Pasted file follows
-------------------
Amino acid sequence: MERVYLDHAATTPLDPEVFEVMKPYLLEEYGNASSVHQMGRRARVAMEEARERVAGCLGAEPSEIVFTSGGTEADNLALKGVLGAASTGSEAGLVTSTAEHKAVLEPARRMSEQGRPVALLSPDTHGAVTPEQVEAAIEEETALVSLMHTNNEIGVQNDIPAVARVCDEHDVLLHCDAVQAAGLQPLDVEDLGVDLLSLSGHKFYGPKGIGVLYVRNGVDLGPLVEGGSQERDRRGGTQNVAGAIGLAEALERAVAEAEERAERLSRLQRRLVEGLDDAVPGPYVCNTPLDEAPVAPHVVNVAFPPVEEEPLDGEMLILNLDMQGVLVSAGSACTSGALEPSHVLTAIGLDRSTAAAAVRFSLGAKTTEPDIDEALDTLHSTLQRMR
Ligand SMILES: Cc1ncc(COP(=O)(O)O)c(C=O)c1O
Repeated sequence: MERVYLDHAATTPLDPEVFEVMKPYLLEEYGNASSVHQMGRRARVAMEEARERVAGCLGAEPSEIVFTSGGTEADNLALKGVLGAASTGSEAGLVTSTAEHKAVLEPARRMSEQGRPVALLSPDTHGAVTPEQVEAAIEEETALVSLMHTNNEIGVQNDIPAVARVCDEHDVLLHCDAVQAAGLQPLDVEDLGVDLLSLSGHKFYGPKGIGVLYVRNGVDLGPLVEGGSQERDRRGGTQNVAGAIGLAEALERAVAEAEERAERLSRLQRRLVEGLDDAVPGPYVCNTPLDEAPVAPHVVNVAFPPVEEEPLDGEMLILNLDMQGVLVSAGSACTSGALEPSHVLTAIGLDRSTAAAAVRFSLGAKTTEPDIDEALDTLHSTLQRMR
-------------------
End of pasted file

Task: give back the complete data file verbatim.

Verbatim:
Amino acid sequence: MERVYLDHAATTPLDPEVFEVMKPYLLEEYGNASSVHQMGRRARVAMEEARERVAGCLGAEPSEIVFTSGGTEADNLALKGVLGAASTGSEAGLVTSTAEHKAVLEPARRMSEQGRPVALLSPDTHGAVTPEQVEAAIEEETALVSLMHTNNEIGVQNDIPAVARVCDEHDVLLHCDAVQAAGLQPLDVEDLGVDLLSLSGHKFYGPKGIGVLYVRNGVDLGPLVEGGSQERDRRGGTQNVAGAIGLAEALERAVAEAEERAERLSRLQRRLVEGLDDAVPGPYVCNTPLDEAPVAPHVVNVAFPPVEEEPLDGEMLILNLDMQGVLVSAGSACTSGALEPSHVLTAIGLDRSTAAAAVRFSLGAKTTEPDIDEALDTLHSTLQRMR
Ligand SMILES: Cc1ncc(COP(=O)(O)O)c(C=O)c1O
Repeated sequence: MERVYLDHAATTPLDPEVFEVMKPYLLEEYGNASSVHQMGRRARVAMEEARERVAGCLGAEPSEIVFTSGGTEADNLALKGVLGAASTGSEAGLVTSTAEHKAVLEPARRMSEQGRPVALLSPDTHGAVTPEQVEAAIEEETALVSLMHTNNEIGVQNDIPAVARVCDEHDVLLHCDAVQAAGLQPLDVEDLGVDLLSLSGHKFYGPKGIGVLYVRNGVDLGPLVEGGSQERDRRGGTQNVAGAIGLAEALERAVAEAEERAERLSRLQRRLVEGLDDAVPGPYVCNTPLDEAPVAPHVVNVAFPPVEEEPLDGEMLILNLDMQGVLVSAGSACTSGALEPSHVLTAIGLDRSTAAAAVRFSLGAKTTEPDIDEALDTLHSTLQRMR